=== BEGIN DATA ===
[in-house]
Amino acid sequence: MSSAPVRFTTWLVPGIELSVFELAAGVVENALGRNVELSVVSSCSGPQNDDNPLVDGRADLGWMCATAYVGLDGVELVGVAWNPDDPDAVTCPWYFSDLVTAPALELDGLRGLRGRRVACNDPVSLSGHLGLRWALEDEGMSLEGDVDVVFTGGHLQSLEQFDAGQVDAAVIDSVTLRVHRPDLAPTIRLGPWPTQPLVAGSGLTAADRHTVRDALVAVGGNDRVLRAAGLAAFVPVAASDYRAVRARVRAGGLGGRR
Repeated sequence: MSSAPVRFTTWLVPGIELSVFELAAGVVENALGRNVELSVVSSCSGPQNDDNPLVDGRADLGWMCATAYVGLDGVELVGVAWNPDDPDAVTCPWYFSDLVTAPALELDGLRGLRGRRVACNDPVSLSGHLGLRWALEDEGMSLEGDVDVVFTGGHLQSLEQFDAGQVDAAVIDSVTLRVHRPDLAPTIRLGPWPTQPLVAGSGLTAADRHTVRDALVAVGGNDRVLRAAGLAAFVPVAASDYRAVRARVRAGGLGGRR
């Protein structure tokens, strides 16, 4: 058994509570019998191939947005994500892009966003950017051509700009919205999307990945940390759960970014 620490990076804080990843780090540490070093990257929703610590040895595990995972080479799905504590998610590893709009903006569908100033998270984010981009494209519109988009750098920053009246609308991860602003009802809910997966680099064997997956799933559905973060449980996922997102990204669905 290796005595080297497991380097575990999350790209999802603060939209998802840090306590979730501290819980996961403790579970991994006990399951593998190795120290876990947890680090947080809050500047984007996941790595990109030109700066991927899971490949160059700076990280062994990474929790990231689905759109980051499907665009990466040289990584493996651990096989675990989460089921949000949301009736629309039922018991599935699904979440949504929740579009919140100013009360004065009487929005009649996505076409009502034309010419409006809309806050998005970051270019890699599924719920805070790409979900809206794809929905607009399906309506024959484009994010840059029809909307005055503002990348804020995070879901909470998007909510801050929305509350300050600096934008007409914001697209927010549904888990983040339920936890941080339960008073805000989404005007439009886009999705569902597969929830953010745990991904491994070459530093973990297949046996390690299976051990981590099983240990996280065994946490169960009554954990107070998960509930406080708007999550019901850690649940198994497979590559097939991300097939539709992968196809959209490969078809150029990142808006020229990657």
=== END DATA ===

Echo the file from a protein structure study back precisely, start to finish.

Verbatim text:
[in-house]
Amino acid sequence: MSSAPVRFTTWLVPGIELSVFELAAGVVENALGRNVELSVVSSCSGPQNDDNPLVDGRADLGWMCATAYVGLDGVELVGVAWNPDDPDAVTCPWYFSDLVTAPALELDGLRGLRGRRVACNDPVSLSGHLGLRWALEDEGMSLEGDVDVVFTGGHLQSLEQFDAGQVDAAVIDSVTLRVHRPDLAPTIRLGPWPTQPLVAGSGLTAADRHTVRDALVAVGGNDRVLRAAGLAAFVPVAASDYRAVRARVRAGGLGGRR
Repeated sequence: MSSAPVRFTTWLVPGIELSVFELAAGVVENALGRNVELSVVSSCSGPQNDDNPLVDGRADLGWMCATAYVGLDGVELVGVAWNPDDPDAVTCPWYFSDLVTAPALELDGLRGLRGRRVACNDPVSLSGHLGLRWALEDEGMSLEGDVDVVFTGGHLQSLEQFDAGQVDAAVIDSVTLRVHRPDLAPTIRLGPWPTQPLVAGSGLTAADRHTVRDALVAVGGNDRVLRAAGLAAFVPVAASDYRAVRARVRAGGLGGRR
């Protein structure tokens, strides 16, 4: 058994509570019998191939947005994500892009966003950017051509700009919205999307990945940390759960970014 620490990076804080990843780090540490070093990257929703610590040895595990995972080479799905504590998610590893709009903006569908100033998270984010981009494209519109988009750098920053009246609308991860602003009802809910997966680099064997997956799933559905973060449980996922997102990204669905 290796005595080297497991380097575990999350790209999802603060939209998802840090306590979730501290819980996961403790579970991994006990399951593998190795120290876990947890680090947080809050500047984007996941790595990109030109700066991927899971490949160059700076990280062994990474929790990231689905759109980051499907665009990466040289990584493996651990096989675990989460089921949000949301009736629309039922018991599935699904979440949504929740579009919140100013009360004065009487929005009649996505076409009502034309010419409006809309806050998005970051270019890699599924719920805070790409979900809206794809929905607009399906309506024959484009994010840059029809909307005055503002990348804020995070879901909470998007909510801050929305509350300050600096934008007409914001697209927010549904888990983040339920936890941080339960008073805000989404005007439009886009999705569902597969929830953010745990991904491994070459530093973990297949046996390690299976051990981590099983240990996280065994946490169960009554954990107070998960509930406080708007999550019901850690649940198994497979590559097939991300097939539709992968196809959209490969078809150029990142808006020229990657």